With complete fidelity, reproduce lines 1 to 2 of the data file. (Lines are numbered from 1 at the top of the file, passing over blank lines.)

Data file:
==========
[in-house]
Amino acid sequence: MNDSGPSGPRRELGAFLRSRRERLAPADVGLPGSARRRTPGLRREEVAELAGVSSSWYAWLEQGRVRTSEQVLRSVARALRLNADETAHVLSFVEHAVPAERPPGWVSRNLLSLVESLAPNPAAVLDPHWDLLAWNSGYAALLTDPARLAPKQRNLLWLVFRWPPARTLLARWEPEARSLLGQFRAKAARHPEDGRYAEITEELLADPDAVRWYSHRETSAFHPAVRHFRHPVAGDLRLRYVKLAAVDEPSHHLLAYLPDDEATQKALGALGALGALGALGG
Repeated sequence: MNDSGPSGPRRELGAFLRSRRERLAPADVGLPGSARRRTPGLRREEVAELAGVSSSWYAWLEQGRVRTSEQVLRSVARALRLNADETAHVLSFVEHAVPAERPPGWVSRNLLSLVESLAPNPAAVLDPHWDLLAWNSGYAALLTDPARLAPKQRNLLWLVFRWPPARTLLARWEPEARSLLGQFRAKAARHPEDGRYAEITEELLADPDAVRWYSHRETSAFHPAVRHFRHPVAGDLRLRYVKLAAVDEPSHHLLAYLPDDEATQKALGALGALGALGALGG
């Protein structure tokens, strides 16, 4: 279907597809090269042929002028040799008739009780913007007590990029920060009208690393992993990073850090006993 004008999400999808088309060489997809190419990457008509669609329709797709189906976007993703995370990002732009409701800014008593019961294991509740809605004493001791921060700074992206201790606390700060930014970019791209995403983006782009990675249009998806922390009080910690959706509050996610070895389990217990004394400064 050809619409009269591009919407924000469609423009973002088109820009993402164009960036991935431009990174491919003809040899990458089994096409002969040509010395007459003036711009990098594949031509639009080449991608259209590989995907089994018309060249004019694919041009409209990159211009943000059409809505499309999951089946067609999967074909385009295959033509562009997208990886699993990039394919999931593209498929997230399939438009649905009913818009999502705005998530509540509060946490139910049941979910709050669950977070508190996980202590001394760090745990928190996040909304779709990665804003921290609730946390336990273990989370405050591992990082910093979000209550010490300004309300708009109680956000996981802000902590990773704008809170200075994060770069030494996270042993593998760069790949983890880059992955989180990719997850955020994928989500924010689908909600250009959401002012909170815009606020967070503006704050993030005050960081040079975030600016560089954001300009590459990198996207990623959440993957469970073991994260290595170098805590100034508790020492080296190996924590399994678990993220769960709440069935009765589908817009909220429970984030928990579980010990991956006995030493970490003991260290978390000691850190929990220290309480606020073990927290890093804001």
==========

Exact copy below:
[in-house]
Amino acid sequence: MNDSGPSGPRRELGAFLRSRRERLAPADVGLPGSARRRTPGLRREEVAELAGVSSSWYAWLEQGRVRTSEQVLRSVARALRLNADETAHVLSFVEHAVPAERPPGWVSRNLLSLVESLAPNPAAVLDPHWDLLAWNSGYAALLTDPARLAPKQRNLLWLVFRWPPARTLLARWEPEARSLLGQFRAKAARHPEDGRYAEITEELLADPDAVRWYSHRETSAFHPAVRHFRHPVAGDLRLRYVKLAAVDEPSHHLLAYLPDDEATQKALGALGALGALGALGG